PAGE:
BY FREDA MIKLIN – GOVERNMENTAL REPORTER
On June 7, Greenwood Village Finance Director Shawn Cordsen presented to the city council the 103-page Comprehensive Annual Financial Report for the year ended December 31, 2020, an 11-page financial governance communication from the city’s auditors, CliftonLarsonAllen (CLA), and a one-page management letter from CLA outlining two areas of deficiencies in internal control that the auditors noted.
Cordsen told the city council that, for the year 2020, “citywide revenues totaled $53.9 million (compared to) expenditures of $58.7 million.” The result, Cordsen explained, was a $4.7 million (rounded) reduction in the citywide fund balance from $55.8 million to just shy of $51.1 million.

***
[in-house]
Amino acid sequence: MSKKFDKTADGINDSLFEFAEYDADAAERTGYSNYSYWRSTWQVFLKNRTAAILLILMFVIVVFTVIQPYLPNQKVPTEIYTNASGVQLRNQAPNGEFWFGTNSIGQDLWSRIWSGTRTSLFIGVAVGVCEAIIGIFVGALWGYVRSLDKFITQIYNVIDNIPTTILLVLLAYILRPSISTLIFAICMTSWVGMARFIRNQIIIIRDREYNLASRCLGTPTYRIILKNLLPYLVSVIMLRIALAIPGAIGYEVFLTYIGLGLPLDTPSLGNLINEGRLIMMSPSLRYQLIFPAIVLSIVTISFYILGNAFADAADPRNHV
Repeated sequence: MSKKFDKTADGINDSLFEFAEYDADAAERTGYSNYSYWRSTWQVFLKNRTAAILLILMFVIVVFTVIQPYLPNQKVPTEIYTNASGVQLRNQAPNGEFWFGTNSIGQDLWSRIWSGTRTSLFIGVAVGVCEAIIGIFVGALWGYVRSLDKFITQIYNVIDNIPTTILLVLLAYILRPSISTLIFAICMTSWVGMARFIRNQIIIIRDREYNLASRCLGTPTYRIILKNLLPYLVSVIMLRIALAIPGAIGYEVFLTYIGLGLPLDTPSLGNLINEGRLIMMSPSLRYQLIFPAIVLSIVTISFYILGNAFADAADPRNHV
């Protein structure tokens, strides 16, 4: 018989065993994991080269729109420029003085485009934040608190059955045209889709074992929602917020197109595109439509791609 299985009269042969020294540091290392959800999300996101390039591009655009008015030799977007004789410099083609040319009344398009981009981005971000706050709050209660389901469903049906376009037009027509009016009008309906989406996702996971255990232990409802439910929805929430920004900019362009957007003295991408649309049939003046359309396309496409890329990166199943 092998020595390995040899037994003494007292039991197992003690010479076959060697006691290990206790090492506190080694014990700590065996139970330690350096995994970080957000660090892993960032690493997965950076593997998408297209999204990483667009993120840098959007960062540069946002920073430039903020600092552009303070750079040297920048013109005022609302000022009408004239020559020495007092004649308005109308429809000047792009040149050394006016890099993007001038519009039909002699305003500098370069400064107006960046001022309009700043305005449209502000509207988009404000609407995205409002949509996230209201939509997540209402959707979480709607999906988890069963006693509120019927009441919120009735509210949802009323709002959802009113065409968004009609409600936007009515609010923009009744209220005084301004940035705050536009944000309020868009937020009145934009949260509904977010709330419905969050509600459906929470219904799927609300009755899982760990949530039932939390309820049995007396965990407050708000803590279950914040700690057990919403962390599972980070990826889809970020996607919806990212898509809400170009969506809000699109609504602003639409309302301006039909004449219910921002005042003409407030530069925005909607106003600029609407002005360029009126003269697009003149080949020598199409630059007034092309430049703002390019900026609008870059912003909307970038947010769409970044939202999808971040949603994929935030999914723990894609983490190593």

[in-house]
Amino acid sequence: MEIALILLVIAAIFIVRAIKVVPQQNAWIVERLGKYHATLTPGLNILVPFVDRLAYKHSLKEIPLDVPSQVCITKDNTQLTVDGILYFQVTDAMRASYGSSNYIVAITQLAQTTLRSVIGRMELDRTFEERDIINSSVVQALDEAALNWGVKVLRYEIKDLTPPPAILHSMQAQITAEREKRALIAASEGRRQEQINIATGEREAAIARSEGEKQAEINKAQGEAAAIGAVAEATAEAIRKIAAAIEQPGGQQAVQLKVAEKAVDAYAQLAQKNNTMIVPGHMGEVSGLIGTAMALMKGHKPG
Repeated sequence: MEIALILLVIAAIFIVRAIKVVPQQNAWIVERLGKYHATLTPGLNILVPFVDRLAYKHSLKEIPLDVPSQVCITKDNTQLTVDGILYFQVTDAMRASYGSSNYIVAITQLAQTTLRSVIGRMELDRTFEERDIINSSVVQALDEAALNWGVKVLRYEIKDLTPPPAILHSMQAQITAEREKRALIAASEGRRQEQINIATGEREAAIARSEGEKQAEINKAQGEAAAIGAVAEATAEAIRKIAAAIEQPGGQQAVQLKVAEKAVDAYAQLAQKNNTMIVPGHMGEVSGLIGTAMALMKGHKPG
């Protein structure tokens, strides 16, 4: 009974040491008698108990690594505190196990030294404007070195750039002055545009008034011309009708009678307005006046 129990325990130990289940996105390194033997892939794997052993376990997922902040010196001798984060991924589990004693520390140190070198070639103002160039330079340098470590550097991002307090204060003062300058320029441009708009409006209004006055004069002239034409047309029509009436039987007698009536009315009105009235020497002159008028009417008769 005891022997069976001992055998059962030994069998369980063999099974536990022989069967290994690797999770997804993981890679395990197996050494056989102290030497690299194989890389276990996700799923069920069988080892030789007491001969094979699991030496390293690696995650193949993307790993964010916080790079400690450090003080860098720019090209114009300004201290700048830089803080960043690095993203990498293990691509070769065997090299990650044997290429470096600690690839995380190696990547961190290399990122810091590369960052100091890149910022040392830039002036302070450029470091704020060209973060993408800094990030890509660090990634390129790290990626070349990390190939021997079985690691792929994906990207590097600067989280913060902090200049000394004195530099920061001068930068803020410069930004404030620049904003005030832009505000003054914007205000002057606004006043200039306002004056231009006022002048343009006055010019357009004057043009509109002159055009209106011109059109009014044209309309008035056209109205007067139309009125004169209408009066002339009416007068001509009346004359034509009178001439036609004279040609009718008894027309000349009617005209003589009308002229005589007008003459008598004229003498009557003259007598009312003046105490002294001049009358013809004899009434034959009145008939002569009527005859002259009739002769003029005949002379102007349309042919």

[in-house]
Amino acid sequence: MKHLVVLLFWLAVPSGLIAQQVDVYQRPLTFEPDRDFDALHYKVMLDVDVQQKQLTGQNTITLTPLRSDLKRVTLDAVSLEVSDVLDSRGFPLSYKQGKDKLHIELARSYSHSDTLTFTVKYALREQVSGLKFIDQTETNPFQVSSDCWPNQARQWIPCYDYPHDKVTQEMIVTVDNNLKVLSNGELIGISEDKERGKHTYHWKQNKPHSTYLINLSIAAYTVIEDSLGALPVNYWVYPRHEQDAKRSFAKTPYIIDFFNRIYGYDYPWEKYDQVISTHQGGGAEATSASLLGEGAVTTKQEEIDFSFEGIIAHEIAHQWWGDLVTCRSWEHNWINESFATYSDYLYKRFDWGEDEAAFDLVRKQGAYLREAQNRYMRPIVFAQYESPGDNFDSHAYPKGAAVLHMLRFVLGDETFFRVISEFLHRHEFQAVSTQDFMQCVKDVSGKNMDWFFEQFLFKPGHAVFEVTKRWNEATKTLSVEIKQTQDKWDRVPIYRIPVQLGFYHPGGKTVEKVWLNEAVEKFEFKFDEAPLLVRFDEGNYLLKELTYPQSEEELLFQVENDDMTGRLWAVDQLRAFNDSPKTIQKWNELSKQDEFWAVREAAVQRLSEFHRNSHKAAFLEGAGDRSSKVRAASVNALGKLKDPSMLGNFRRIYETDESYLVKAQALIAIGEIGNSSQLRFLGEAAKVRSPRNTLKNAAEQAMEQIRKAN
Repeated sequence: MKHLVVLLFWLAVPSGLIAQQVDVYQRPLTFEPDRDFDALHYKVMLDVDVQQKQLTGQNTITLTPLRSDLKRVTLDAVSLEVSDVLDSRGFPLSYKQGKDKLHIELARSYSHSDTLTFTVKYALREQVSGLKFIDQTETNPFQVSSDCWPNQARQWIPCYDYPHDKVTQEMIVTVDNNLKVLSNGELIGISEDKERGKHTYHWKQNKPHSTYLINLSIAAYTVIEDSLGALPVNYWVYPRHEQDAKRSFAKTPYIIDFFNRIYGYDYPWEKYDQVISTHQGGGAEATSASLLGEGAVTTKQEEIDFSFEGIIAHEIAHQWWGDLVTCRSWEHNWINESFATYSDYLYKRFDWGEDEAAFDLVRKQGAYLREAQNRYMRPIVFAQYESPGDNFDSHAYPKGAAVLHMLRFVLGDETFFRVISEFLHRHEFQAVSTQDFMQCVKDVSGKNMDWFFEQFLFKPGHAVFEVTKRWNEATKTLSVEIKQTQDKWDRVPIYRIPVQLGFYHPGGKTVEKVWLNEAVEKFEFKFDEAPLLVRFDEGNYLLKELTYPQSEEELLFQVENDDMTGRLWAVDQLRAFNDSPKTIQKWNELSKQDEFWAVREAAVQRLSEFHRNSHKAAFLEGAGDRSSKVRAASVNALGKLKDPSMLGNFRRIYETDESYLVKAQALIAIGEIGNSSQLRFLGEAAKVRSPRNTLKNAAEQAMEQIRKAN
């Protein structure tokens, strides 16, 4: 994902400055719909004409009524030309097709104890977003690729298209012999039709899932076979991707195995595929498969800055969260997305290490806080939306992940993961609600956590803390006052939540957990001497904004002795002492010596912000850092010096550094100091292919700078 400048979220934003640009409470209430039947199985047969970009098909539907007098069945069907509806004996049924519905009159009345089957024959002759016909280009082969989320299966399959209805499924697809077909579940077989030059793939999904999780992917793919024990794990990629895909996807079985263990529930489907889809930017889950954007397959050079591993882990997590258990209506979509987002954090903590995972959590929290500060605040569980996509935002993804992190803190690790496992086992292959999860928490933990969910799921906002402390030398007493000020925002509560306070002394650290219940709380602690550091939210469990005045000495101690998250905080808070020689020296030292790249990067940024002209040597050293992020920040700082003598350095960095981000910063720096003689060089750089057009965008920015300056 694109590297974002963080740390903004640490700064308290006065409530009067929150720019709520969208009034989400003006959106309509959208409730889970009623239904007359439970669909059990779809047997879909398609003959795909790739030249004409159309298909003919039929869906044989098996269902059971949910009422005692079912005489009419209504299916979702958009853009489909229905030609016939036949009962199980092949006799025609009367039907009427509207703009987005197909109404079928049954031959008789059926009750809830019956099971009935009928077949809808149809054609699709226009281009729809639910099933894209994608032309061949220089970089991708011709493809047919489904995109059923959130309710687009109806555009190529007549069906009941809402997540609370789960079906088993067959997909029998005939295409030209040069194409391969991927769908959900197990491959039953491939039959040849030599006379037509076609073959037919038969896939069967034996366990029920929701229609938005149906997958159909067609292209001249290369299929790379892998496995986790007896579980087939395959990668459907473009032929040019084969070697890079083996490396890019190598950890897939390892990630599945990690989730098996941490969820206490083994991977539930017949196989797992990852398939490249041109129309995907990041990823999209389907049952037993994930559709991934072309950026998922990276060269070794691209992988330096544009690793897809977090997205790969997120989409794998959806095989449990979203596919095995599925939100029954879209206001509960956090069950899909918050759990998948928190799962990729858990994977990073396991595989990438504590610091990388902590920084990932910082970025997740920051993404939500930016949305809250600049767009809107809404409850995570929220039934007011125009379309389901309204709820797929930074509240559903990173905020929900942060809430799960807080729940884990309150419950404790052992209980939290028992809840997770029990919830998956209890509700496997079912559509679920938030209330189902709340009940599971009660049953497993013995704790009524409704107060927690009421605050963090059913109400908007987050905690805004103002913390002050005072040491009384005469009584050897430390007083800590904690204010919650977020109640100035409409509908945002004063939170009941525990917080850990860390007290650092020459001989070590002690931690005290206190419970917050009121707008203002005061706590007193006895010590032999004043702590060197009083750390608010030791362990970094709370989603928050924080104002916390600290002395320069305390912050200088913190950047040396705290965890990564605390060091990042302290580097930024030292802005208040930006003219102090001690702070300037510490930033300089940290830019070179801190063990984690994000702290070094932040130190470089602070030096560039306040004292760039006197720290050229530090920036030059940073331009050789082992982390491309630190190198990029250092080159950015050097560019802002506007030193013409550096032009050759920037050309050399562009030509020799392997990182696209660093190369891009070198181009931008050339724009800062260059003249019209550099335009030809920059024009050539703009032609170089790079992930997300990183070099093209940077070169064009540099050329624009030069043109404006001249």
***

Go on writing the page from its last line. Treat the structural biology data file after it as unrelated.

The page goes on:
According to the 2021 adopted annual budget for the city, its general and capital project fund are expected to have a combined balance of $51.9 million at the end of this year, after all expenses are paid, of which $27.8 million is considered restricted for operating reserves, open spaces acquisitions, and traffic safety improvements. The remaining $24.1 million is designated as the unassigned fund balance, available for any purpose the city council sees fit.
Paul Niedermuller, principal auditor from CLA, appeared with Cordsen and told the city council that the firm also audited the disbursement of the $6.4 million in federal CARES Act funds GV received from the state and found no issues or problems with the manner in which that money was disbursed.
The only member of the city council to ask a question about the audit report was Anne Ingebretsen, who wanted to know, “In terms of our performance with regard to COVID and the reduction in our revenues, that kind of thing, how we compared with the same impacts but in other municipalities?” Niedermuller noted GV’s heavy dependency on sales tax, which was significantly impacted by the pandemic, but, he said, “The reserves that you currently have…helped you weather the storm.”